A Day at a Menton Lemon Orchard

Lemons are probably not the first thing that comes to mind when you think of AOC or AOP products. Definitely wines, probably cheeses, but lemons?

We got to tour one of Menton’s designated AOP (Appellation d’origine protégée*) lemon orchards and learned what it takes to become an AOP lemon. It’s not as easy as planting some trees and picking some lemons.

The day started with a perilous ride up a narrow, very steep road, with some of the tightest switchbacks I’ve ever seen. Being in the back of the Land Rover and seeing the drop off to the bottom of the valley was not for the faint of heart.

Safely delivered, we were treated to refreshing glasses of lemon water before we set off on our tour. The farm is perched on the side of a very steep hill, with beautiful views of the surrounding hills and the Mediterranean.

The first stop on the trail was a look at the bees. They have an area of multi-colored hives.  The bees recognize the color and know which one is their home. Last year, having the bees gave them 30% more fruit, but this year they’re worried because the Asian hornets have killed off a lot of the bees—they’re capable of eating 80 bees a day, so the colonies have been decimated.

Mixed in with the lemons are avocado trees, some of which are over 100 years old. The avocados are larger with a thinner skin than the Haas avocados we’re used to. Because the hillside has cooler temperatures they say that it makes for tastier avocados. I tried one, and it was good, but I don’t know if it was tastier than a good Haas.

Lemon trees run up and down the hillsides. It takes 10 years before they’ll give fruit, so the orchard is always adding younger trees to the mix. To give them strength, they graft them with bergamot (which gives Earl Grey tea its flavor). And all the farming is biodynamic, which means they plant the trees and pick the fruit according to the lunar cycle.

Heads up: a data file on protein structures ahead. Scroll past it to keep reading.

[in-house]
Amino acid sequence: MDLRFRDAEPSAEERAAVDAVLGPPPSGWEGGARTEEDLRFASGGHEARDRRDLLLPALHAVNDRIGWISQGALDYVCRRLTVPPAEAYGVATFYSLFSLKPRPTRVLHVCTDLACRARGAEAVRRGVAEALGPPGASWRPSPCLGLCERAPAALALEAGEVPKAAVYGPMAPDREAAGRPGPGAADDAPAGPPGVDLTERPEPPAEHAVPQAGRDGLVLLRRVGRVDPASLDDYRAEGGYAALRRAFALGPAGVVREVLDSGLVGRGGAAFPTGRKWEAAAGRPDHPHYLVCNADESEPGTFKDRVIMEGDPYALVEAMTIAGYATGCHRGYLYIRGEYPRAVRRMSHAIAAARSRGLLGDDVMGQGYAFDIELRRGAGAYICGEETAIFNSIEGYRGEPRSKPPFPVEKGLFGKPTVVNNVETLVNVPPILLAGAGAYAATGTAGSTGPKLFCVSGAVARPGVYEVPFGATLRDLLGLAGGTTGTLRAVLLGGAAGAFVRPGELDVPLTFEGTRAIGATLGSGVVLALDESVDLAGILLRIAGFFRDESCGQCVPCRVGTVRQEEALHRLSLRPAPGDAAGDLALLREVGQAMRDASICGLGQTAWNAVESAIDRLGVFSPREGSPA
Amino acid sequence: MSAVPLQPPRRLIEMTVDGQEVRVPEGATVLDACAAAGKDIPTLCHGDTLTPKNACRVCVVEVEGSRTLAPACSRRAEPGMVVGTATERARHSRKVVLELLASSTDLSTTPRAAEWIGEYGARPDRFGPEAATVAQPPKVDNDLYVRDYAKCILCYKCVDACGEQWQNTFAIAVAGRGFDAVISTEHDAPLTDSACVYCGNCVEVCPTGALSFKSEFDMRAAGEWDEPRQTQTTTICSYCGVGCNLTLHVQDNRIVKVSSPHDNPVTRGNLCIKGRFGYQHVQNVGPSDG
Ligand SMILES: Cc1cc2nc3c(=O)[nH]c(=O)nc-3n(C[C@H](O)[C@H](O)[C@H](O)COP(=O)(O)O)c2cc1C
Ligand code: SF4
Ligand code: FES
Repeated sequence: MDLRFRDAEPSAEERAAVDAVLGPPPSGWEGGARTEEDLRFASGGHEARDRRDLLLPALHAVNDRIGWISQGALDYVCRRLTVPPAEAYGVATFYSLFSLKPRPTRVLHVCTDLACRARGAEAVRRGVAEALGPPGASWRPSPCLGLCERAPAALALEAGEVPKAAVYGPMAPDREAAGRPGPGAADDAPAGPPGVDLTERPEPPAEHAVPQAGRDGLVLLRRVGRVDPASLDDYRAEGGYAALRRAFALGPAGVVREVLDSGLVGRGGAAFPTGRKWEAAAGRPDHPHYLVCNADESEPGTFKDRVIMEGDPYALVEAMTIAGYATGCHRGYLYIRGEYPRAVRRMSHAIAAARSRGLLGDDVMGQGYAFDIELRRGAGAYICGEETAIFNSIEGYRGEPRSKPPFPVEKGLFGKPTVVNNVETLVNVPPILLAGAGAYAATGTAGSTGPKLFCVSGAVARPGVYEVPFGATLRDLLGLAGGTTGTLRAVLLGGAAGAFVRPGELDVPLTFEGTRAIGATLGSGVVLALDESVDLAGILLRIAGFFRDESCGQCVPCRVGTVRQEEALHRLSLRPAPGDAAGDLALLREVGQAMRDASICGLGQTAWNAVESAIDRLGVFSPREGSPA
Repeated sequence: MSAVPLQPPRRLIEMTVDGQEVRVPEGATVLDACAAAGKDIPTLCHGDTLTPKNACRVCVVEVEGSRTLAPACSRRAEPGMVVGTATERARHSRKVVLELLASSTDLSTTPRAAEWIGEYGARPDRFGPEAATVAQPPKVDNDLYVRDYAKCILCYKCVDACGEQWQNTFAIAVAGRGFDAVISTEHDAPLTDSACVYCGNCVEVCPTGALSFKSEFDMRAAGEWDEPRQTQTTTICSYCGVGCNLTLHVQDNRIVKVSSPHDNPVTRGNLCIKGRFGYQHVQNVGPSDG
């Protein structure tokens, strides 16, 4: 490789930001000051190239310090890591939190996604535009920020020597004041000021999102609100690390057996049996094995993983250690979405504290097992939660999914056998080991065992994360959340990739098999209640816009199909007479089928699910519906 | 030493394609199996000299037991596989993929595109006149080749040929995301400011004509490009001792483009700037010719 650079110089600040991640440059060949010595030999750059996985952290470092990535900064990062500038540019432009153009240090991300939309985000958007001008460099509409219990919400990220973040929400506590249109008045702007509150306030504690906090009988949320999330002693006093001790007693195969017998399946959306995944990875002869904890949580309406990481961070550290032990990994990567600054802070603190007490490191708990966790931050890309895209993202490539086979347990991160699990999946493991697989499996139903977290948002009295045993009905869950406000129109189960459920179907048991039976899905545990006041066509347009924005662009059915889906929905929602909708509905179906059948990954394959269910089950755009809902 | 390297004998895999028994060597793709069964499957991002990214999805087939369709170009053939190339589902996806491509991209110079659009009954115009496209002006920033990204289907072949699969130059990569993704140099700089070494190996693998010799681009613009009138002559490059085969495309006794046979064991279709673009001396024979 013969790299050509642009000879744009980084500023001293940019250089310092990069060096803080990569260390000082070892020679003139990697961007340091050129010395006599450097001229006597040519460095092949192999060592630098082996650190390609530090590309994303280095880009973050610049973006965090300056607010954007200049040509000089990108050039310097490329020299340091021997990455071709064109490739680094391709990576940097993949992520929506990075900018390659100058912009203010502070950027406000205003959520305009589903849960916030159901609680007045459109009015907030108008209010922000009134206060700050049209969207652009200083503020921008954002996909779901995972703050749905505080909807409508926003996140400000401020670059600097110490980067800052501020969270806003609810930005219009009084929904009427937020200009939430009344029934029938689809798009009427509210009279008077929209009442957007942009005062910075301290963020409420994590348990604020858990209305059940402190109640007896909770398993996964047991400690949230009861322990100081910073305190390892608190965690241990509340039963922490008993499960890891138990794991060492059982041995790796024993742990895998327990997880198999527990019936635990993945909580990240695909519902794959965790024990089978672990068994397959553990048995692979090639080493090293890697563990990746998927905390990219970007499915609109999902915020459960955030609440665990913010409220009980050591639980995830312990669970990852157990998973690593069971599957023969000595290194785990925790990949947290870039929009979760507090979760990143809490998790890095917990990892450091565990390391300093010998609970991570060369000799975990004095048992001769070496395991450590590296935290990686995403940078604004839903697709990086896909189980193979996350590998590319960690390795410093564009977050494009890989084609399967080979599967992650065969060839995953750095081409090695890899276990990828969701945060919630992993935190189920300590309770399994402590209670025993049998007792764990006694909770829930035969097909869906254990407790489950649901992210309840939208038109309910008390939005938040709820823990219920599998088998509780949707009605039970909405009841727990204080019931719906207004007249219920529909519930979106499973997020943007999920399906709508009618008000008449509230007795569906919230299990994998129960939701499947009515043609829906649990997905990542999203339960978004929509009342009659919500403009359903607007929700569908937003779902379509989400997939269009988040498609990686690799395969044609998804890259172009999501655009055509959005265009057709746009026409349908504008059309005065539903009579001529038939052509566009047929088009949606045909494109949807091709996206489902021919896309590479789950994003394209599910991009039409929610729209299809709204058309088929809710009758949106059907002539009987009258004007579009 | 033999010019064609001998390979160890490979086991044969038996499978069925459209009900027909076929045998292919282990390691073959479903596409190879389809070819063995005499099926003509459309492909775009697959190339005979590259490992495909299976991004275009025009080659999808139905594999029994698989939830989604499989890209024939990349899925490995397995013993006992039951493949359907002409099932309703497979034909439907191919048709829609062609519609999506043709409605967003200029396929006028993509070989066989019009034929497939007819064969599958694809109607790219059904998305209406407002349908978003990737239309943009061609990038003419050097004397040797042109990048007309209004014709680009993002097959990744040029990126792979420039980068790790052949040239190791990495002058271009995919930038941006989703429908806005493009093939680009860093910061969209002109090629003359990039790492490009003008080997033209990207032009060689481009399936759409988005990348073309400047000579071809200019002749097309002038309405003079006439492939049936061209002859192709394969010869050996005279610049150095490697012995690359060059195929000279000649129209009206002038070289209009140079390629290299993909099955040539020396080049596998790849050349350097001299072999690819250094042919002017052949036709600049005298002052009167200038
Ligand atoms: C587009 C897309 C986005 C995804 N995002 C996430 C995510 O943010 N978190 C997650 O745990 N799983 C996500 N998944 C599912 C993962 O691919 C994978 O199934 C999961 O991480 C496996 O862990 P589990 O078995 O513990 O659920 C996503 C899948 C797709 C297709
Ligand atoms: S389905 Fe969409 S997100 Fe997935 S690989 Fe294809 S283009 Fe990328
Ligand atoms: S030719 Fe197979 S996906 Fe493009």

But what makes the lemons AOP? A lot of hard work. The lemons aren’t picked, they have to be cut and must include the stem and a leaf. If the majority of the day’s harvest doesn’t have leaves and stems, the following day the entire crop must have leaves and stems. Doing that on a steep hillside makes a hard job harder.

Our guide told us we should always buy lemons with the stems and leaves (easily done here, but not in the US). You sharply fold the leaves and smell them; they should smell strongly like lemons—that will ensure a flavorful lemon. The government sends inspectors around 4 times a year to test and make sure the lemons are from approved trees.

After scrambling around the hillside, we sat down for lunch. Guacamole was the starter, topped with a “lemon caviar”; delicious if not traditional. In a more traditional mode, there was a pan bagnat, and for dessert, tarte au citron (of course).

It was a long day, but so interesting! I brought a couple of lemons, an avocado, some lemon caviar and a bottle of their mandarin olive oil home to play with. More about that soon!

To book a tour, click here (and wear sturdy shoes!).


*This “designates products that have been produced, processed and elaborated in a specific geographical area, using the recognized know-how of local producers and ingredients from the region concerned”.



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